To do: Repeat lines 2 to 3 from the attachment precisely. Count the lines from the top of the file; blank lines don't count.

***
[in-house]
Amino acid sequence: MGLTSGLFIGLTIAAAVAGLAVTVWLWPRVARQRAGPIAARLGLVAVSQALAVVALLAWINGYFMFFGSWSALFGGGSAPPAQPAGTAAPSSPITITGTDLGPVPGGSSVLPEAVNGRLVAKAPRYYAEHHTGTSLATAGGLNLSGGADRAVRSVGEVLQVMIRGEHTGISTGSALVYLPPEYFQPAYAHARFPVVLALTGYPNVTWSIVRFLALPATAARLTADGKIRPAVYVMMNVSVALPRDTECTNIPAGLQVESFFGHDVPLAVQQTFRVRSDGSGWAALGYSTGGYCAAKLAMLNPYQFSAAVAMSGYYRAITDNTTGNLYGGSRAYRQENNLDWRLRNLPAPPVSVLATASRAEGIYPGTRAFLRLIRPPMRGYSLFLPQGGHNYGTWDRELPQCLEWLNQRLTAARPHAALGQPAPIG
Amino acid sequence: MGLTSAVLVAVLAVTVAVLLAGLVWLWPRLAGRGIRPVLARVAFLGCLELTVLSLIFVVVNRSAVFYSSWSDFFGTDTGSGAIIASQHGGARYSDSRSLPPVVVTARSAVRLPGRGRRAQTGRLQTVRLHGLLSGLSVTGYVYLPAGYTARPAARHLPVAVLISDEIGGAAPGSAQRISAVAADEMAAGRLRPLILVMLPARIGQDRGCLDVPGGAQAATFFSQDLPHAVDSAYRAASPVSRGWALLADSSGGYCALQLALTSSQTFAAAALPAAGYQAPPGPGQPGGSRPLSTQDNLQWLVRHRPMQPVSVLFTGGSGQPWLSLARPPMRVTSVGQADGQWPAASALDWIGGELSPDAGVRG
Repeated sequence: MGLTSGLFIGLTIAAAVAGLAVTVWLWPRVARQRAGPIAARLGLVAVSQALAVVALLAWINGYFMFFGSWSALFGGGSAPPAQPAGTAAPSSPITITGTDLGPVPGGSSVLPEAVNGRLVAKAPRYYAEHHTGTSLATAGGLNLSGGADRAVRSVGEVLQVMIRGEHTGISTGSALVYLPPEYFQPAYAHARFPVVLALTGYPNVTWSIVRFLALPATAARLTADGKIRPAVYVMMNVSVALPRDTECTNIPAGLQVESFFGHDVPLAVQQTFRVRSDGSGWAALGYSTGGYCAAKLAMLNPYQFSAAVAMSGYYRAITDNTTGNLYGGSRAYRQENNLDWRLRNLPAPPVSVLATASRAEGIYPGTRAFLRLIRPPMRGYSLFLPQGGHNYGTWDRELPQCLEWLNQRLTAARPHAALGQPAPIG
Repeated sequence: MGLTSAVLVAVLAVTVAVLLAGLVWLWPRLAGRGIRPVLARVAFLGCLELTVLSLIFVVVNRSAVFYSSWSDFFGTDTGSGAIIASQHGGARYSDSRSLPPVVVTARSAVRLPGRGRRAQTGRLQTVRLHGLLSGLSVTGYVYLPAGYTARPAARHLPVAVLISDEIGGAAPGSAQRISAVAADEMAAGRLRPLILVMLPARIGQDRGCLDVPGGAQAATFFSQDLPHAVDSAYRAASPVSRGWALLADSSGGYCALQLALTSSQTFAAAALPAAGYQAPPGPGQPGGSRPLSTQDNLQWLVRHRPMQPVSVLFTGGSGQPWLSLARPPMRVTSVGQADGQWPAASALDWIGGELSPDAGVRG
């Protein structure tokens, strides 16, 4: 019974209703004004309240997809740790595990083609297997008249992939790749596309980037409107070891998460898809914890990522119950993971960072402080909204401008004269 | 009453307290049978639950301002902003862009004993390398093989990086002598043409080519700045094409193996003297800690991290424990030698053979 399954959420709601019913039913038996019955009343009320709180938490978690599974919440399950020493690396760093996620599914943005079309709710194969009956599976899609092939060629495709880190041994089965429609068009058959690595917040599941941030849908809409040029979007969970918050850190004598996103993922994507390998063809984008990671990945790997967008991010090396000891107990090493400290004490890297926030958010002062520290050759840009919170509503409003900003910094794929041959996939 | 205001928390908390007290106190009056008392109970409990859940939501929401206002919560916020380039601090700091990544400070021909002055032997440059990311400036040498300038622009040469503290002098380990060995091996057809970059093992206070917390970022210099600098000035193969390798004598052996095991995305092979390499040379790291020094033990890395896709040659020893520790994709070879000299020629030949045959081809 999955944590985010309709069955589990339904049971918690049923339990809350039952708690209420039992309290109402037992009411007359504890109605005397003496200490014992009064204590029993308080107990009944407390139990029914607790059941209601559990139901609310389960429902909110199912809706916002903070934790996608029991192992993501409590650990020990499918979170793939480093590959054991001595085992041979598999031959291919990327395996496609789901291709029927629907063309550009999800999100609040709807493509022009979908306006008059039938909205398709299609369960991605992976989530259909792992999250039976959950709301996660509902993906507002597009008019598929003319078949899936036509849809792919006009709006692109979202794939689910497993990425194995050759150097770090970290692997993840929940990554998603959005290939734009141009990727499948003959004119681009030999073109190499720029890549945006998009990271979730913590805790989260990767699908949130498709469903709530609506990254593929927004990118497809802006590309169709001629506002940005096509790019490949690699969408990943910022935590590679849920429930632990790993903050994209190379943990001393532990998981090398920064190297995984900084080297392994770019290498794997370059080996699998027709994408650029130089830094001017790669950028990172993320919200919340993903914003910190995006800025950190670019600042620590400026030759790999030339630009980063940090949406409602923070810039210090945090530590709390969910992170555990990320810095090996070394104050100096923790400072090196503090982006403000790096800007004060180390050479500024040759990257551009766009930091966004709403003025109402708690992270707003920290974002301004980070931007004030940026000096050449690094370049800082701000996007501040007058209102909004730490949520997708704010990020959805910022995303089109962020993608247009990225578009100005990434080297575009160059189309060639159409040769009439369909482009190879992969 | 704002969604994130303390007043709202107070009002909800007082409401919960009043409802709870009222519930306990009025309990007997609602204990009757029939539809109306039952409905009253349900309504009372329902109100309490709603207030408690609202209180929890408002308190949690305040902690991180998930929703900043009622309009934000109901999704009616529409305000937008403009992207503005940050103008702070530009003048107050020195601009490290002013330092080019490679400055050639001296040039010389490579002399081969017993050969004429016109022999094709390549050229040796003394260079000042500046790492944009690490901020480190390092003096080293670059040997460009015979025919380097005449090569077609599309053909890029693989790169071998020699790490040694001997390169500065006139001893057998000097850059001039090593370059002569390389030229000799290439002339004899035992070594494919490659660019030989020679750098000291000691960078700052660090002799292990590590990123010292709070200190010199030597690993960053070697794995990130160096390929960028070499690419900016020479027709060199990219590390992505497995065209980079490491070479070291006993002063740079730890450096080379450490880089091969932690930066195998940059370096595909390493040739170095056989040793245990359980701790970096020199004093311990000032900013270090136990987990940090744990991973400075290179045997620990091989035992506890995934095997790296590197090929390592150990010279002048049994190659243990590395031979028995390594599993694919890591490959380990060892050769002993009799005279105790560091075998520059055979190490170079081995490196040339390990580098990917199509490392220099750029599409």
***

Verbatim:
Amino acid sequence: MGLTSGLFIGLTIAAAVAGLAVTVWLWPRVARQRAGPIAARLGLVAVSQALAVVALLAWINGYFMFFGSWSALFGGGSAPPAQPAGTAAPSSPITITGTDLGPVPGGSSVLPEAVNGRLVAKAPRYYAEHHTGTSLATAGGLNLSGGADRAVRSVGEVLQVMIRGEHTGISTGSALVYLPPEYFQPAYAHARFPVVLALTGYPNVTWSIVRFLALPATAARLTADGKIRPAVYVMMNVSVALPRDTECTNIPAGLQVESFFGHDVPLAVQQTFRVRSDGSGWAALGYSTGGYCAAKLAMLNPYQFSAAVAMSGYYRAITDNTTGNLYGGSRAYRQENNLDWRLRNLPAPPVSVLATASRAEGIYPGTRAFLRLIRPPMRGYSLFLPQGGHNYGTWDRELPQCLEWLNQRLTAARPHAALGQPAPIG
Amino acid sequence: MGLTSAVLVAVLAVTVAVLLAGLVWLWPRLAGRGIRPVLARVAFLGCLELTVLSLIFVVVNRSAVFYSSWSDFFGTDTGSGAIIASQHGGARYSDSRSLPPVVVTARSAVRLPGRGRRAQTGRLQTVRLHGLLSGLSVTGYVYLPAGYTARPAARHLPVAVLISDEIGGAAPGSAQRISAVAADEMAAGRLRPLILVMLPARIGQDRGCLDVPGGAQAATFFSQDLPHAVDSAYRAASPVSRGWALLADSSGGYCALQLALTSSQTFAAAALPAAGYQAPPGPGQPGGSRPLSTQDNLQWLVRHRPMQPVSVLFTGGSGQPWLSLARPPMRVTSVGQADGQWPAASALDWIGGELSPDAGVRG